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In normal sinus rhythm the heart is depolarized in a sequential, predictable fashion. From the sinoatrial (SA) node, the impulse first depolarizes the atria on its way to the AV node and then travels through the specialized conduction system to ultimately activate the ventricles. Each cell of the heart is depolarized on time, recorded on the ECG as the P wave, PR interval, and QRS complex, something that we can display graphically with a ladder diagram (Figure 15-1). But to liberally paraphrase Scottish poet Robert Burns, “The best laid plans of mice and men and the sinus node go oft awry.” With that introduction, let’s now discuss the subject of ectopic complexes.

Figure 15-1.

Laddergram depicting a normal sinus complex and the relationship to the cardiac conduction system.

Terminology of Ectopy

Any electrocardiographic complex that originates from a focus outside of the SA node may be termed ectopic. This is a large subject that is made more difficult by a lack of uniformity in nomenclature. But fear not, because I’m going to help you simplify the process. I recommend you follow a convention that describes the complexes by (1) the site of origin, (2) the timing relative to the native rhythm, and (3) with additional descriptors as needed. Depending on the situation, the modifiers may be placed either before or after you name the complex by origin and timing. The three-step method is summarized as follows:

  • Step one: Identify the site of origin.

    • Atrial.

    • AV junctional.

    • Ventricular.

  • Step two: Analyze the timing.

    • Premature (early).

    • Escape (late).

  • Step three: Add descriptors as required.

    • Normally conducted.

    • Nonconducted (blocked).

    • Aberrantly conducted.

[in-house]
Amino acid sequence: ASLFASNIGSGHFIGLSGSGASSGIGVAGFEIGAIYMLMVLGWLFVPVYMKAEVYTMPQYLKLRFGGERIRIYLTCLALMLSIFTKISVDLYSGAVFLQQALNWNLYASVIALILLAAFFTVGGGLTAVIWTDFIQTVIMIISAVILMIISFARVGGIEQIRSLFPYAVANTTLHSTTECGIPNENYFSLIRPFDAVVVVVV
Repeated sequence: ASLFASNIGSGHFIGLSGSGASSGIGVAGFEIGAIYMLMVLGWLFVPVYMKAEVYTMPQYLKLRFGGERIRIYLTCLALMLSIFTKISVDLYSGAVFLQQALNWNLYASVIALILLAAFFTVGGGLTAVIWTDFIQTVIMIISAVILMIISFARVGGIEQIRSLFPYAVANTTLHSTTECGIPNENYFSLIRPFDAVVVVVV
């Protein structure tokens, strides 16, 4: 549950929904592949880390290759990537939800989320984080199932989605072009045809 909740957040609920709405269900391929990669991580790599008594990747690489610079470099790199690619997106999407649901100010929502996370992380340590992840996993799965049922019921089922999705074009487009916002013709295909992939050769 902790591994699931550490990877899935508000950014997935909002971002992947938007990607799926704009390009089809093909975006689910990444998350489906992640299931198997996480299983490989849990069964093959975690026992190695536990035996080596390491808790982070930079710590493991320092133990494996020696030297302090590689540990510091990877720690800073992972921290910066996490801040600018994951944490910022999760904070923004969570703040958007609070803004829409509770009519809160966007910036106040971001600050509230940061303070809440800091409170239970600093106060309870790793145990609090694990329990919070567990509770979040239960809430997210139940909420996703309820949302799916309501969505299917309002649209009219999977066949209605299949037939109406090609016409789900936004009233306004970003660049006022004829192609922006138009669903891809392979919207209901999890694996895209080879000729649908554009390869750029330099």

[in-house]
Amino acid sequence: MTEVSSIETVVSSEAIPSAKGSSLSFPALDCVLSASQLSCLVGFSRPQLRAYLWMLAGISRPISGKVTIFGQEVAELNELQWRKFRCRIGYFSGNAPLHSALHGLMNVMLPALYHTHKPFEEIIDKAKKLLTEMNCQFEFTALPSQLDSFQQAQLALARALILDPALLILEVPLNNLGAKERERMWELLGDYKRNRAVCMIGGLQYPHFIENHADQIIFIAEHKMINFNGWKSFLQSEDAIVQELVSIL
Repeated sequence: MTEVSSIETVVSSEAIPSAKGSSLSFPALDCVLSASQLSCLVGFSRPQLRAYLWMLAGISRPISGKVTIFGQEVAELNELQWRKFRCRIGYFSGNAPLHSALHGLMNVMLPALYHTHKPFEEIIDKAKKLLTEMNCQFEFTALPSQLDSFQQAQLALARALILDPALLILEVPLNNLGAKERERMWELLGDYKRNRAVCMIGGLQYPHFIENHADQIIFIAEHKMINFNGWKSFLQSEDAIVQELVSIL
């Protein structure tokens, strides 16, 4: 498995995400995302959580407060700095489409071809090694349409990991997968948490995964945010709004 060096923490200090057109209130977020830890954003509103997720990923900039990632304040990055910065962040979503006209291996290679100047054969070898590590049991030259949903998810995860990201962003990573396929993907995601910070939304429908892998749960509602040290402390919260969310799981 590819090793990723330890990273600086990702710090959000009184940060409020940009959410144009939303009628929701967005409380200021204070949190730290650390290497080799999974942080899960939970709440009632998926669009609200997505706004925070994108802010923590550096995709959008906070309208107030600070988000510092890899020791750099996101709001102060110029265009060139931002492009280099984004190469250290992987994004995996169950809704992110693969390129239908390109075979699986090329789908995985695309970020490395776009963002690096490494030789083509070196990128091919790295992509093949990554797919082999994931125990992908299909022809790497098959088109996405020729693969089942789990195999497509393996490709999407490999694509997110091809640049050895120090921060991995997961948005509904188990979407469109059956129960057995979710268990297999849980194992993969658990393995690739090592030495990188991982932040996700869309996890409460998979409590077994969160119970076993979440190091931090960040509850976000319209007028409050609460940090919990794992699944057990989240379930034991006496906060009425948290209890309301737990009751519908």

• Retrograde conduction.

    • Interpolated.

    • Late (end) diastolic.

    • Fusion.

    • Concealed.

    • Reciprocal (echo).

    • Uniform/Multiform.

    • Repetitive or in a pattern.

For example, we can use the convention above to describe an ectopic complex that originates in the ventricles and occurs earlier than the next expected sinus complex as a ventricular premature complex (VPC). We first name the site of origin (the ventricles) and then the timing (premature). That was easy! In many texts, you will find the same complex described as a premature ventricular complex (PVC) instead of a VPC. It’s perfectly reasonable to identify the timing first and the origin second because both VPC and PVC are equivalent. But the “origin first-timing second” naming convention is something we can use consistently for both early and late complexes and the one I think is best.

Ectopy Schmectopy, What’s in a Name?

Even when using the recommended order, you are going to encounter many other ways to describe the same VPC. These include ventricular premature beat (VPB), ventricular premature contraction (VPC), ventricular premature systole (VPS), and ventricular premature depolarization (VPD). All of these terms are flawed. The ECG records electrical ...

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